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SANTA FE — As part of this column’s centennial coverage, I am pleased to write about colorful legislators. I may miss a few from the early days before I arrived on the scene.
I begin with Louise Coe, the first woman elected to the state Senate. Her political rise was not easy. Women had attained the right to vote only six years earlier. Coe went on to become president pro tem of the Senate. She is the only woman ever elected to that position.
A strong, determined woman, Coe married into a Lincoln County ranching family that included George and Frank Coe who rode with Billy the Kid. Her husband Wilber Coe stayed home to run the Coe’s Ranch on the Ruidoso, the title of Wilbur’s autobiography.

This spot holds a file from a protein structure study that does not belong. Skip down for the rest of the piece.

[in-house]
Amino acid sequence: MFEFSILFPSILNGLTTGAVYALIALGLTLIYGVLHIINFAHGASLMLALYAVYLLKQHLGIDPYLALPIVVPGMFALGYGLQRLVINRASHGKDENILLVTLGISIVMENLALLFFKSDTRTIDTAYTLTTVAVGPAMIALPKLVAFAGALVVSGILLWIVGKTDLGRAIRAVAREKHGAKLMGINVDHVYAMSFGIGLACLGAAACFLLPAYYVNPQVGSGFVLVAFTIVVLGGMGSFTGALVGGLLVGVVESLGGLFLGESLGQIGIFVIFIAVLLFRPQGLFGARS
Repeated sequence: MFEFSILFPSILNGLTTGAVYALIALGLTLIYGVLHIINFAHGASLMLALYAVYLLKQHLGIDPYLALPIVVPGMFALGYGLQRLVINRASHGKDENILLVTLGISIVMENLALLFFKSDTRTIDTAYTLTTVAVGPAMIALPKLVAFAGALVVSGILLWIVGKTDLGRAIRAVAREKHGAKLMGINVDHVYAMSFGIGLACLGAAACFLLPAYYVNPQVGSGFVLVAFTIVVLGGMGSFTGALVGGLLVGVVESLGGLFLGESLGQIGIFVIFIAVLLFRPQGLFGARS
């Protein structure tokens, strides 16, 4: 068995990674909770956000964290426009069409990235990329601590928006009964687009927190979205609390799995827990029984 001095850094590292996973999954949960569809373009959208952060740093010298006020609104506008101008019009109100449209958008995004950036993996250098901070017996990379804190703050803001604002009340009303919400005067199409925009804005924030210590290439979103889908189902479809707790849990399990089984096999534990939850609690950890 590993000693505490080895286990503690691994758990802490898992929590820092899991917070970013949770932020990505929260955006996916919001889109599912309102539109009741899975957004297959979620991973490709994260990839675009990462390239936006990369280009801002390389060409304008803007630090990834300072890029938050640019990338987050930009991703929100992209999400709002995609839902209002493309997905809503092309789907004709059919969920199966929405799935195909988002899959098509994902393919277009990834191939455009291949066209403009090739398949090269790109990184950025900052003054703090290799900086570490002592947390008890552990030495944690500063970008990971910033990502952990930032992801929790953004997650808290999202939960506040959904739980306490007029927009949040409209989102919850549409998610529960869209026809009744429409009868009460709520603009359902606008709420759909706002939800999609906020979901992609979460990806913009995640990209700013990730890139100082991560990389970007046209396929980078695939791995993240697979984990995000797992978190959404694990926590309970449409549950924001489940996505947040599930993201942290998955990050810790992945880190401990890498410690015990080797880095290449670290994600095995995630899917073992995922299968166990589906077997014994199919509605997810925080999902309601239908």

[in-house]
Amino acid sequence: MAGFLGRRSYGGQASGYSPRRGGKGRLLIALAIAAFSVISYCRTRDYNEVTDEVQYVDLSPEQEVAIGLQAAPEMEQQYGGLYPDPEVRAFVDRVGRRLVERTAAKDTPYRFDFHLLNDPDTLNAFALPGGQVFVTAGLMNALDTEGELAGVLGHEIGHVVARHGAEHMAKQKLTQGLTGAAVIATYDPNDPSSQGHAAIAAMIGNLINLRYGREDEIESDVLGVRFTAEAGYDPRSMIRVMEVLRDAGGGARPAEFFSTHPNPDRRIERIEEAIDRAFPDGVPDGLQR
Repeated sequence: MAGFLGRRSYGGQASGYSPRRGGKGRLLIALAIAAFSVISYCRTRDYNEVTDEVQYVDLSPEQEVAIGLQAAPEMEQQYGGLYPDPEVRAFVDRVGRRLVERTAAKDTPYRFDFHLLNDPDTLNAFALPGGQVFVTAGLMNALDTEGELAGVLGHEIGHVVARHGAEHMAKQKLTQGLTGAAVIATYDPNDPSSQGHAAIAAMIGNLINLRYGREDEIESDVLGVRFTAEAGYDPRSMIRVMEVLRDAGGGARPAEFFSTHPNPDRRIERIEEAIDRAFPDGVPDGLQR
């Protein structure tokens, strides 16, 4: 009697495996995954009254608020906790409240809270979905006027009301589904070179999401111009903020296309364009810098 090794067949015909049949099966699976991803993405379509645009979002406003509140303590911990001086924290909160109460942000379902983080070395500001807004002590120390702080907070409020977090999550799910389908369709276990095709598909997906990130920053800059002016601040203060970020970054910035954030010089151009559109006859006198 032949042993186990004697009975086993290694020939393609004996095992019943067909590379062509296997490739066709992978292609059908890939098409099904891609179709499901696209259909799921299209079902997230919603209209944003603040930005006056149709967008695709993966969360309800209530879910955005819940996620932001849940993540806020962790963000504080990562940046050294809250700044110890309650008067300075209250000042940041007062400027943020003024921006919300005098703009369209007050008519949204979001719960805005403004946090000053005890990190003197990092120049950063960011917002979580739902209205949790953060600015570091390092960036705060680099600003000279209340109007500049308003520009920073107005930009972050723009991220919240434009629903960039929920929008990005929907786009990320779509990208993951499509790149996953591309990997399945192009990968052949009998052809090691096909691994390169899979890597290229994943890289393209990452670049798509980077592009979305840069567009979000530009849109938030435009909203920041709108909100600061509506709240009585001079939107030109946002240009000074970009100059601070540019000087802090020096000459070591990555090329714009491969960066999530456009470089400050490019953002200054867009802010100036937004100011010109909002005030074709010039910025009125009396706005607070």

Because of Coe’s unaccompanied status in Santa Fe, many stories grew around her, some of which she confesses in her book, “Lady and the Law Books.”
In 1940, she left the Legislature to run unsuccessfully for Congress.
Former state Rep. Tweeti Blancett, was part of a longtime San Juan County ranching family also related to the Coes. Tweeti had a rather brief but colorful career in the Legislature and still appears in the news occasionally complaining about how natural gas developers treat her ranchland.
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